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Highlights from the road

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Franz Strasser | 16:59 UK time, Friday, 13 November 2009

After two weeks and thousands of kilometres on the Autobahn, I have returned home to Washington, DC. It has been fascinating to report on something that is still unfolding as we watch - the process of reunification.

There are more elements than I was able to cover in the time, because much of it comes down to personal experience.

Putting aside some disappointments and new fears about making ends meet, most people I have interviewed agree that the fall of the Wall has been the most important moment in their lifetime.

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Thank you all for watching and especially for commenting along my journey. Since so many asked what songs I used in my videos, here's a rundown:

Altenburg: Never Let Me Down Again by Depeche Mode and Your Hand Is Mine by Explosions In The Sky

Leipzig: First Breath After Coma by Explosions In The Sky
Sebnitz: Everloving by Moby

Jena: Everbody's Changing by Keane

Sorge: Tear Drop by Massive Attack

Dessau: Porcelain by Moby

Berlin: Wieder Hier by Marius Müller Westernhagen

Highlights: Run This Town by Jay-Z


  • Comment number 1.

    That is quite a journey. Great music and editing!

  • Comment number 2.


    Thanks for the excellent highlights from your journey across

    =Dennis Junior=

  • Comment number 3.

    Kopf hoch Kleener.. and welcome home!

  • Comment number 4.

    Thanks Franz!I personally really appreciate all you have done for the history that should be remembered!and for the world...

    Polinews :-)

  • Comment number 5.

    Ah, the recap was put together so nicely. The maps are really helpful, too. Such good writing to video and shots. I like how you make a subtle observation, but then without saying anything, you bring home the point with a well-chosen edit of something you recorded. I look forward to seeing more reports from you on BBC!

  • Comment number 6.

    I am living in germany or the second time now. After 4 years living berlin from 1995 onwards as the result of falling in love, I moved back to the uk but seven years on we moved back. we live 40 km outside berlin to the south east, it is stunningly beautiful countryside with more than 300 lakes. There is a stark and rather disturbing difference between the mind set of berliners, and brandenburgers. Where berlin IS the most vibrant city I have ever witnessed, and where people-power has demonstrated the ability to change life from the ground up, in comparison I now live in a village full of the fear of change, and more poignantly noticeable is the chronic fear and mistrust of "outsiders". (note that I did not use the nomme ge guerre"Ausländer".) My wife is from west berlin, and even she is treated as an outsider. These villages are dying, the young and female population has largely left for the west leaving behind a traumatised generation of largely unemployed young men. the other most ostracised inhabitant of our village is what we have instead of broadband internet, the local oracle who has lived there for the last 75 years and is a walking volume of history. He is my next door neighbour and the only friend we have in the village, generally left alone by the others because they presumably consider him to be a bit mad. through him we have amassed an amazing and fsacinating history of the area which will one day become a book if I can glean enough from him while he is sitll alive. It is very important that the history of this place is not forgotten. The impression I have of the Spreewald area and its´fabulous lakes and forests is that the people here feel that they have been effectively "jacked" by the west. I have heard the following as verbatim from several locals: We were promised the earth and the "west" closed all our factories, destroyed our economy and gave us nothing. It is a bitter feeling, unescapable and pervasive. It is impossible to not empathise with the frustration in the very air.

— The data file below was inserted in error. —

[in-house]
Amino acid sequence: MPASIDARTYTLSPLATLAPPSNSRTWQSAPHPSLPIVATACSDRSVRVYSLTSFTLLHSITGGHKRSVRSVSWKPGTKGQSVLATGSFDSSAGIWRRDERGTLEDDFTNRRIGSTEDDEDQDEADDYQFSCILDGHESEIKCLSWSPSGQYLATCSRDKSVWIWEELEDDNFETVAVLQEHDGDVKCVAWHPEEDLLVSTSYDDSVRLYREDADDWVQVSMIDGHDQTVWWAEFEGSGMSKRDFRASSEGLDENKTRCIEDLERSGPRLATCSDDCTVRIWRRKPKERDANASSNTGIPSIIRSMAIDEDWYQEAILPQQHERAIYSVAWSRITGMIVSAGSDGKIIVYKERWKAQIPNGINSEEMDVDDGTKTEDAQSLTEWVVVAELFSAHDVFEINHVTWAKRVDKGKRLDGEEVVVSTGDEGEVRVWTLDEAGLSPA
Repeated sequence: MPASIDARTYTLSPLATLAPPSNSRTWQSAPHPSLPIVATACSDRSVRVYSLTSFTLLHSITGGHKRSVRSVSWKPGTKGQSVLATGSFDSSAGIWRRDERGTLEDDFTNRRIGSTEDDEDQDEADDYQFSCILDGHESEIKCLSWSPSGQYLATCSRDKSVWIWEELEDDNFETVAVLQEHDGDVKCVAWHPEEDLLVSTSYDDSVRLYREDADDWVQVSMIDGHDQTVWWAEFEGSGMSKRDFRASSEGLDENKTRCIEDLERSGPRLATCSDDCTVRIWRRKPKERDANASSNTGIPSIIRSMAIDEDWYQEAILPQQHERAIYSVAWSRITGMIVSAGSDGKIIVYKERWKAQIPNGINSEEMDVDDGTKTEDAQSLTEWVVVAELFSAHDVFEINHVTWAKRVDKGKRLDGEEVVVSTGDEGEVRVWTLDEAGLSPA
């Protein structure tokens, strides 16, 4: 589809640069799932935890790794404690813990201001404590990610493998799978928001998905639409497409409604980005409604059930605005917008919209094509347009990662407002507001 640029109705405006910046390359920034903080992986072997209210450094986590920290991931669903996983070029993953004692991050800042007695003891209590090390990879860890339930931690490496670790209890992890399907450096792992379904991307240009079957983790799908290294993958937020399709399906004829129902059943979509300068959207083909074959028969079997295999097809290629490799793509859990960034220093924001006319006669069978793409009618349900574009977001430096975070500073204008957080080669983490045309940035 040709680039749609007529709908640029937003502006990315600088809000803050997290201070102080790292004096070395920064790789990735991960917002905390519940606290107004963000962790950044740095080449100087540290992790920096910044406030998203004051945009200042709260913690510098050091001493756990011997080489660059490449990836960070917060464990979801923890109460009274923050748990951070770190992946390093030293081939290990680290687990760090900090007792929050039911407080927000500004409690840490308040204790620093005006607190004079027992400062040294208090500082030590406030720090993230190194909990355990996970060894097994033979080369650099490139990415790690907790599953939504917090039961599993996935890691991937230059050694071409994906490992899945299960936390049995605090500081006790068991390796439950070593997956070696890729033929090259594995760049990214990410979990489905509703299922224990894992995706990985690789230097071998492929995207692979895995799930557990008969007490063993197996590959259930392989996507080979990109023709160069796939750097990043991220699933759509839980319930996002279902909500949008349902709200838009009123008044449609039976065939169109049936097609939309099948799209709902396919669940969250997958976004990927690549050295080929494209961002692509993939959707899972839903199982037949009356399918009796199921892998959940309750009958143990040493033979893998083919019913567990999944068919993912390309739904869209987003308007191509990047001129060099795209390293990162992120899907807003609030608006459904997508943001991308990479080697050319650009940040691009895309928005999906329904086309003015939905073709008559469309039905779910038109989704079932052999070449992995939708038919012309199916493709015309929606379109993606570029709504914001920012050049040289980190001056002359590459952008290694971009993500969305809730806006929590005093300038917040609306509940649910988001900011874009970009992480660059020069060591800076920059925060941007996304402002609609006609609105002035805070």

I am a foreginer with an ignorant opinion, and the arguments from both sides have been more than adequately thrashed out by the media for the last 20 or so years. However the irony of east germany is that the very people who are perhaps less than welcome are the key to it´s future survival. Without the influx of new blood, these villages will continue to die out. For my part, I am sadly looking to sell my beautiful farm house and 4 hectares which I bought on the proceeds of selling my two up\two down in south london, and moving back to Berlin.

  • Comment number 7.

    Hi, I know it's over a month now since your return to D.C. but I only just came across your blog. Thanks for the posts - I thoroughly enjoyed them. Seasons' greetings! Jonathan.


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